Enough about the engine.  We're happy to be back in Grenada, even if briefly.  The Customs agent at the Grenada Yacht Club welcomed us back, as did the Immigration agent.  We'll spend the next few days preparing the boat for our absence, removing and storing the sails, canvas, and so forth.  We're looking forward to seeing folks back in the States, but we'll miss Grenada while we're gone.  We keep reminding ourselves that we'll still have 4 months to enjoy this wonderful island when we return.

With boat work behind us for a while, I'm ready to shift my focus and energy to my writing again.  I'm still planning to publish "Dunga de Islan'" this summer, maybe before we get back to the boat, and I have a couple of novels on the drawing board.

Tuesday, April 5, 2011

It's Downhill from Here!

We stayed in Antigua from March 23 until March 29, visiting with our friends and enjoying the fried chicken from the grocery store at Jolly Harbour.  It's the best fried chicken we've found down this way.  We were eager to get on our way before the tradewinds began their annual shift from northeast to southeast, as southeast winds would make for difficult sailing until we reach St. Lucia, the eastern most point on our way south.  We stayed in Antigua a little too long.

The weather forecast for the 29th showed a little south in the easterly wind, shifting back to east on the 30th.  We had solid southeasterly wind on the 29th, all the way to our stop in Deshaies, Guadeloupe.  We motor-sailed the whole way, with main, staysail, and the diesel.  We needed an excuse to break in the new engine, anyway.  On the 30th, we had more of the same, and discovered a rip in the mainsail, so we took it down and motored along with just the staysail up.  This made no difference to our speed, but without the stabilizing influence of the main, the ride was a lot less pleasant.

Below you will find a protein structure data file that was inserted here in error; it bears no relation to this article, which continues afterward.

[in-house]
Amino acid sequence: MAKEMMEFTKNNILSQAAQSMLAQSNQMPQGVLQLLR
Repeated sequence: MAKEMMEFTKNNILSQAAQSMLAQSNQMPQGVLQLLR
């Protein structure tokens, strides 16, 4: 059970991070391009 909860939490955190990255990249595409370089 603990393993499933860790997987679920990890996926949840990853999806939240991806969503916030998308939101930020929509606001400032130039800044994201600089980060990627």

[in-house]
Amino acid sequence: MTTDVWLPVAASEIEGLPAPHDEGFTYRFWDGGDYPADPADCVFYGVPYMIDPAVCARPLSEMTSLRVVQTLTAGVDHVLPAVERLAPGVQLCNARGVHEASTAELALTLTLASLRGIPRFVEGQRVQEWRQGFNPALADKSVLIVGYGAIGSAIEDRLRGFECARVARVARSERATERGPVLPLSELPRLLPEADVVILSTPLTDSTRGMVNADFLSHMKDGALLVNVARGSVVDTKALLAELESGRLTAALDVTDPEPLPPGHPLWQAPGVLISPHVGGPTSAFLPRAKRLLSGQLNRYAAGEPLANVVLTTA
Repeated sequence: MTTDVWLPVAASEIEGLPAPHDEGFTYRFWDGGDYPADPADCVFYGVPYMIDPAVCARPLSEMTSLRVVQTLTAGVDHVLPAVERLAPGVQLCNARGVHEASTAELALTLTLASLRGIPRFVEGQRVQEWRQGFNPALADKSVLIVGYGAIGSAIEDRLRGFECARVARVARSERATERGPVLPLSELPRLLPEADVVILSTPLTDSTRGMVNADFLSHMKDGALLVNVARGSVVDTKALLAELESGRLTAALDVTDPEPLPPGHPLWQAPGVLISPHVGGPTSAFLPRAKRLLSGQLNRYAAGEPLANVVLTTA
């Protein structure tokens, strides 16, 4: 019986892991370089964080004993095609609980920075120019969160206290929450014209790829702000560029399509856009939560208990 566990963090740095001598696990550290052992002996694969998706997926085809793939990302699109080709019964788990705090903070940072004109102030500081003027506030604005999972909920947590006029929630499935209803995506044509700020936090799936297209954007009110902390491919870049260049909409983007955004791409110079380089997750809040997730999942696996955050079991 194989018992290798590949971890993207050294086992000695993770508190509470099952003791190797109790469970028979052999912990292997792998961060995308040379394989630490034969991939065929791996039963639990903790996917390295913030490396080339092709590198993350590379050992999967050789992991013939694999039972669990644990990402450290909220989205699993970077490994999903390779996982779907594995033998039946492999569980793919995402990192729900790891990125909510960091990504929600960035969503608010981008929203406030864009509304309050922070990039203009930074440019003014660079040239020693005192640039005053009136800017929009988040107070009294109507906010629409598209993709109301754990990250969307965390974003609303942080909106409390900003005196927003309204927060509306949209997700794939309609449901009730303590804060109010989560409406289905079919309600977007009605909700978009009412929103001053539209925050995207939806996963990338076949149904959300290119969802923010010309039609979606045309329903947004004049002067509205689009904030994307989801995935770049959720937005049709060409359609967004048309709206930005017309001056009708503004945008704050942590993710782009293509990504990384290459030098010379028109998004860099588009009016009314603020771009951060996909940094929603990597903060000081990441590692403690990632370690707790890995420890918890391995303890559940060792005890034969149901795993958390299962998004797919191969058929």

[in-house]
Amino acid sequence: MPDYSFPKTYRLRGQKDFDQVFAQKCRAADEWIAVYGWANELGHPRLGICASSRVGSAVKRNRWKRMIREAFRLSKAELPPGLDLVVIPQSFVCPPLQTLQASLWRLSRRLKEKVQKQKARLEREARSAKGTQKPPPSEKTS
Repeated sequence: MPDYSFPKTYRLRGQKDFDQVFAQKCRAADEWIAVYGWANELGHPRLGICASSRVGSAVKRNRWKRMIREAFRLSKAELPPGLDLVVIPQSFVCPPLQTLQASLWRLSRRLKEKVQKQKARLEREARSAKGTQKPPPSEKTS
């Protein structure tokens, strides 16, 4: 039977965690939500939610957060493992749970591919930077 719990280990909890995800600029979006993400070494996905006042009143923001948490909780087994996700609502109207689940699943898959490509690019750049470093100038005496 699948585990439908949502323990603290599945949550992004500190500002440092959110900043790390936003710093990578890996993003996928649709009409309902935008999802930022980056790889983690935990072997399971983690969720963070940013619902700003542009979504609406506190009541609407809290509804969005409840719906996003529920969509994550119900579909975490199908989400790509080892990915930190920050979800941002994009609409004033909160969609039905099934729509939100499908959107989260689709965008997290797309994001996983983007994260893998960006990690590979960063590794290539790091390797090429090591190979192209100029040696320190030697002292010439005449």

Just as we were getting into the heavy seas at the south end of Guadeloupe, the engine dropped from about 2800 RPM to about 2000, and began to vibrate.  We lost speed rapidly.  We quickly figured out that our propeller had fouled on some floating debris.  Without the mainsail, and without the engine, our options diminished.  We turned around and set a course for the town of Basse Terre, Guadeloupe, a few miles away.  We were able to raise a bit of mainsail, up to the third reef, which would normally be used for sailing in near hurricane strength winds.  We only had about twenty knots of wind, now on our starboard bow, but we were able to make our way slowly to a semi-protected anchorage off the town, where we dropped the anchor under sail.  Bud donned snorkel gear and dove on the prop.  As we suspected, a piece of floating fish net had wrapped neatly around the prop.  Bud quickly cut the net away with a couple of desperate strokes of his dive knife.  All was well, again.  Because our prop runs in a small aperture between the aft end of the full keel and the rudder, it is well protected, and we have never, in twenty-two years of sailing Play Actor, fouled the prop before, not even among all of the crab pots on the Chesapeake.  Of course, it had to happen when we were more dependent on the engine than usual.